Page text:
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After 50 years, the famous Domus Tiberiana, the first palace of Roman emperors reopens to the public. Entering the first imperial palace on the Palatine Hill is a unique emotion. Starting today, it will be possible to enter the Domus Tiberiana, where the first Emperors lived. Where we can only imagine the splendour of the stuccoes, frescoes and sculptures which decorated the first residence of the rulers of Rome. Finally, today, after 50 years, the Domus Tiberiana reopens. Ask us to take you to visit the Forum, the Palatine Hill, the Colosseum… and now, also the Domus Tiberiana. Take one of our Tours. We’ll share this emotion with you!
The Domus Tiberiana
The Domus, which rises over the Roman Forum, has returned to the public today after 50 years. Its name refers to Tiberius (14-37 A.D.), but archaeologists, on the basis of the discoveries and studies carried out in recent years, tend to date it, in its first construction phase, to the age of Nero (54-68 A.D.).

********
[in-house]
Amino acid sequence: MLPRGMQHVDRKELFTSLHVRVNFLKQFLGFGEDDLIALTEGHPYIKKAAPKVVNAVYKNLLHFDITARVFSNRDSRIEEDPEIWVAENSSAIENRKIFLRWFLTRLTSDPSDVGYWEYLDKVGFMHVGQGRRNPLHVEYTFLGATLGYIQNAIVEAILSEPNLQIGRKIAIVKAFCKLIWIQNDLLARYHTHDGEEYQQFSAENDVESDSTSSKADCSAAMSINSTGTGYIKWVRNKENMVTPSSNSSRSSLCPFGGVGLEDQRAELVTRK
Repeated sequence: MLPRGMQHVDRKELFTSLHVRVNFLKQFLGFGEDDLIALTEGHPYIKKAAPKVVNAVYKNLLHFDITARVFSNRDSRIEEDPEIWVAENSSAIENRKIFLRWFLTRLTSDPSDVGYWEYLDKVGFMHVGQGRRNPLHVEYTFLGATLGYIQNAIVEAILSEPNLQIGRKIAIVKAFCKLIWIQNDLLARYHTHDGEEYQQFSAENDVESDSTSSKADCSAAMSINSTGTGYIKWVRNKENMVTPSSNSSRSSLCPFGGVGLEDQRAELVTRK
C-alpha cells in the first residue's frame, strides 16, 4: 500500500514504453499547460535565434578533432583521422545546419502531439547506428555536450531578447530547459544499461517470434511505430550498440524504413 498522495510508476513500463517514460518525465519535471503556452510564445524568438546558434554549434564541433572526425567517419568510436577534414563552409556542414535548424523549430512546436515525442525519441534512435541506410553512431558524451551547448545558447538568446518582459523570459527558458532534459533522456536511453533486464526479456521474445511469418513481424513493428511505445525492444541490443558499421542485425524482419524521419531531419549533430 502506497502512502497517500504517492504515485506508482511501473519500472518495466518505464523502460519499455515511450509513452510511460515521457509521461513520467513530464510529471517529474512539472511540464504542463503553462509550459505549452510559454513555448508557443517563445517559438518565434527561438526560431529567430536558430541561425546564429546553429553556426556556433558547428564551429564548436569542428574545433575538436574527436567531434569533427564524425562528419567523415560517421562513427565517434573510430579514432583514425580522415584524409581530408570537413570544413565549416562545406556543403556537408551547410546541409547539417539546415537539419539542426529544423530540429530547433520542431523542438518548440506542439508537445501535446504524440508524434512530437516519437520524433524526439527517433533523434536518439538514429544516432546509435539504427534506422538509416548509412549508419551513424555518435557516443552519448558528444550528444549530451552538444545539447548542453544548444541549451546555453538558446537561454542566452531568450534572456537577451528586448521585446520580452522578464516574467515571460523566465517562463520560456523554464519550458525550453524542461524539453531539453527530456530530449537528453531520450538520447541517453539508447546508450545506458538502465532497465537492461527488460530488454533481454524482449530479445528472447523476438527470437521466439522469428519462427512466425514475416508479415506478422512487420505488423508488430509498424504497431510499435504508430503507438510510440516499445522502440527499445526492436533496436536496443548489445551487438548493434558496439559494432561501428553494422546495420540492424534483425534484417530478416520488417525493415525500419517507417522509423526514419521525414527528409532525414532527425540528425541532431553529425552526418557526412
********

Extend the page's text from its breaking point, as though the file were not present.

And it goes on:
The Domus Tiberiana, or better, the halls we can see today, date back to the Hadrianic age. The palace has lived through various phases, even though the first construction dates back to Nero. After then it was mainly Domitian and Hadrian who expanded the palace structure, which reached an extension of 4 hectares.
The Museum – The Imago Imperii
‘Imago Imperii‘ (the image of the government) is the title chosen for the permanent museum display which guides the visitor through thirteen rooms of the complex, transformed into exhibition halls. Exactly where the emperors lived precious artefacts show us the history of the very long life of the palace. It started from the 1st century A.D. to the Renaissance period, when Cardinal Alessandro Farnese, nephew of Paul III, incorporated the residence into his own Horti di Delizie.
The halls that can be visited boast the beautiful opus mixtum structures with mosaic floors. The rooms from the Hadrianic period present fragments of everyday life: coins, oil lamps, wine amphorae, as well as extraordinary artistic creations, such as the softly modelled terracotta sculptures. No less precious are the stuccoes covering the sub-arch of the so-called Caligula Bridge or the frescoes, in an adjacent room, with refined Dionysian motifs.
The stained-glass windows of the rooms overlook the Forum. The evening illumination has been especially studied to allow everyone to see the arches of the Domus Tiberiana in the Roman nights. The visit is worthy of an emperor. Come to Rome and take one of our Tours. We’ll take you to see the Domus Tiberiana. Come and #feeltheessence.